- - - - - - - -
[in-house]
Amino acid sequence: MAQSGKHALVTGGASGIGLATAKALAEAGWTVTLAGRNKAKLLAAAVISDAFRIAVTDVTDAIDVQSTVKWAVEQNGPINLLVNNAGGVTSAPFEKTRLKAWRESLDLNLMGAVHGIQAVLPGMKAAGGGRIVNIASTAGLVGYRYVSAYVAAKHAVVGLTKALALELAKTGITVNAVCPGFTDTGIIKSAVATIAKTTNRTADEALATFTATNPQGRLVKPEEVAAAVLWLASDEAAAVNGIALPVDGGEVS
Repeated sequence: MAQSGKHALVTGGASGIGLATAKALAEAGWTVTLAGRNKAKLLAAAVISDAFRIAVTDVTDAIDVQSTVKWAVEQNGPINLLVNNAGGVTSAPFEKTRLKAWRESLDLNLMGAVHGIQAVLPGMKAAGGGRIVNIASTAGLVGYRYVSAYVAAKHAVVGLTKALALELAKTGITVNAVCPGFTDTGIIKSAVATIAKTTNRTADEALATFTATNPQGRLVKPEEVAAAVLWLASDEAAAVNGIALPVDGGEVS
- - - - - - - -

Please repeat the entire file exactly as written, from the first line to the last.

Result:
[in-house]
Amino acid sequence: MAQSGKHALVTGGASGIGLATAKALAEAGWTVTLAGRNKAKLLAAAVISDAFRIAVTDVTDAIDVQSTVKWAVEQNGPINLLVNNAGGVTSAPFEKTRLKAWRESLDLNLMGAVHGIQAVLPGMKAAGGGRIVNIASTAGLVGYRYVSAYVAAKHAVVGLTKALALELAKTGITVNAVCPGFTDTGIIKSAVATIAKTTNRTADEALATFTATNPQGRLVKPEEVAAAVLWLASDEAAAVNGIALPVDGGEVS
Repeated sequence: MAQSGKHALVTGGASGIGLATAKALAEAGWTVTLAGRNKAKLLAAAVISDAFRIAVTDVTDAIDVQSTVKWAVEQNGPINLLVNNAGGVTSAPFEKTRLKAWRESLDLNLMGAVHGIQAVLPGMKAAGGGRIVNIASTAGLVGYRYVSAYVAAKHAVVGLTKALALELAKTGITVNAVCPGFTDTGIIKSAVATIAKTTNRTADEALATFTATNPQGRLVKPEEVAAAVLWLASDEAAAVNGIALPVDGGEVS